Novartis invests in novel stem cell technology

Novartis is to invest $35 million in Israeli company Gamida Cell, to develop novel stem cell treatment NiCord for blood cancers such as leukaemia and lymphoma.

In return, Novartis will receive 15 per cent equity in the company and an option to acquire Gamida Cell, subject to certain milestones being reached in relation to NiCord.

The deal follows the Swiss pharma giant’s aborted attempt to buy Gamida Cell earlier this year for around $600 million. The new agreement means that if Novartis exercises its option to purchase the company, it would make cash payments of approximately $165 million to the other shareholders, plus potential future payments totalling $435 million, subject to certain development and regulatory milestones and sales.

NiCord is currently undergoing phase I/II trials into haematological disorders, in which it is being used as the sole stem cell source. NiCord is derived from a single cord blood unit and expanded and enriched with stem cells using Gamida Cell’s proprietary NAM technology. If successful, it could represent a paradigm shift in treatment practice, moving away from use of two cord blood units to the NiCord double cord protocol.

In a standard individual cord blood unit, the limited number of stem cells compromises successful engraftment in an adult patient. To circumvent this obstacle, doctors currently provide patients with two cord blood units to achieve therapeutically meaningful cell numbers. Positive clinical results in phase I/II, using NiCord with an un-manipulated unit, showed early and durable engraftment, with the un-manipulated unit disappearing in most of the patients.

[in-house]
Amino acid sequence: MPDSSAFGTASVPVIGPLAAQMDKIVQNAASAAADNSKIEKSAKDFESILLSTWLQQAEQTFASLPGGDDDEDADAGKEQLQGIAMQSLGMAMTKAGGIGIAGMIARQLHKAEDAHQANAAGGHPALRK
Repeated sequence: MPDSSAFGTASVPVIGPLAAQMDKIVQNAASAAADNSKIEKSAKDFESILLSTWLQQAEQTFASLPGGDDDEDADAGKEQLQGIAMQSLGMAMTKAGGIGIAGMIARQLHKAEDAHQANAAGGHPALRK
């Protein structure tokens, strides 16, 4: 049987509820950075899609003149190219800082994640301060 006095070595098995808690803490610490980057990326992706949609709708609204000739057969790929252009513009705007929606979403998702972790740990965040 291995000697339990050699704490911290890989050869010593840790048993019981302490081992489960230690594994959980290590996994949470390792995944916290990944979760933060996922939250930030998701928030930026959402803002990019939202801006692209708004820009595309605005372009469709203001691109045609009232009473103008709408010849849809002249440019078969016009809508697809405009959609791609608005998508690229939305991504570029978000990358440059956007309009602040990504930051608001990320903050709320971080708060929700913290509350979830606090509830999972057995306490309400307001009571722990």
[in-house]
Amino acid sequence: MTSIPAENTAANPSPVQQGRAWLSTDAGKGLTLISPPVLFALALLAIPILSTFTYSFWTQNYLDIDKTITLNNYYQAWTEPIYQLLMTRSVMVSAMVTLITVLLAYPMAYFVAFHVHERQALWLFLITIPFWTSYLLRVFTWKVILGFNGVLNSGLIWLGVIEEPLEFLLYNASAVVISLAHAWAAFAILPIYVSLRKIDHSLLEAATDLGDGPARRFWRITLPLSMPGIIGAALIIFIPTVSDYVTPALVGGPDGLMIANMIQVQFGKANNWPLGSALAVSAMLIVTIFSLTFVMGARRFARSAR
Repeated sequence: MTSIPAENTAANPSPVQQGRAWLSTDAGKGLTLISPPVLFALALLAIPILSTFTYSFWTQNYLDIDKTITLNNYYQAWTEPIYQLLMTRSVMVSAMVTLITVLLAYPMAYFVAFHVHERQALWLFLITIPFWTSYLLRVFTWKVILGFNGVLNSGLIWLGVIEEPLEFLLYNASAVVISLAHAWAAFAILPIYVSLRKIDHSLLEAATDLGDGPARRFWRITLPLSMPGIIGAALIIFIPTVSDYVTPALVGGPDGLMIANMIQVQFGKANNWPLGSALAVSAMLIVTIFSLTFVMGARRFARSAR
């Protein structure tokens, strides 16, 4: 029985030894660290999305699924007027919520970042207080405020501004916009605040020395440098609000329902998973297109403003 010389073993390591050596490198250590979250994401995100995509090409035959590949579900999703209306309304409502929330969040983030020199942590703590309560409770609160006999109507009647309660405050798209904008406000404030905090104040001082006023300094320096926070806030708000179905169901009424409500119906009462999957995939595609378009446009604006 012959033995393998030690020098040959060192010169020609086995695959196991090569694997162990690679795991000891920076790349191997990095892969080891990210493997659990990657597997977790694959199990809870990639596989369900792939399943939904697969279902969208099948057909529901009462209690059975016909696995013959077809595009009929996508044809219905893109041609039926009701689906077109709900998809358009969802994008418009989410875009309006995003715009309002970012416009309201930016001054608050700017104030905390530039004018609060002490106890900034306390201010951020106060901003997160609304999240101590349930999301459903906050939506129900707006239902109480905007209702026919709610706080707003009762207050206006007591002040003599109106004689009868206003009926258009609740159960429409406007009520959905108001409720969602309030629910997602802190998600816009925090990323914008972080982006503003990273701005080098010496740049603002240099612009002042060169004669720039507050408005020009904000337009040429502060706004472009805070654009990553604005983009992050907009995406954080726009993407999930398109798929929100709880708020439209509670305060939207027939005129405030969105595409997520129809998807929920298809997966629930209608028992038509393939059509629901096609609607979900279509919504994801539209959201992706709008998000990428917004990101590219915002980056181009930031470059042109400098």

These results were the basis for studying NiCord as a ‘single’ expanded unit without co-infusion of a second un-manipulated cord. NiCord may provide a single unit of expanded cord blood with clinical results comparable to those seen in a double cord setting. A phase III study is scheduled to start at the end of 2015.

NiCord is also undergoing phase I/II trials for paediatric sickle cell disease (SCD), for which recruitment is ongoing. To date, the only known cure for SCD is stem cell transplantation from a family related matched donor.

Gamida Cell’s shareholders include Elbit Imaging, Clal Biotechnology Industries, Israel Healthcare Venture, Teva and Amgen. Its pipeline of stem cell therapy products is in development to treat conditions including blood cancers, solid tumours, non-malignant haematological diseases such as sickle cell disease and thalassemia, neutropenia and acute radiation syndrome, autoimmune diseases and genetic metabolic diseases, as well as conditions that can be helped by regenerative medicine.

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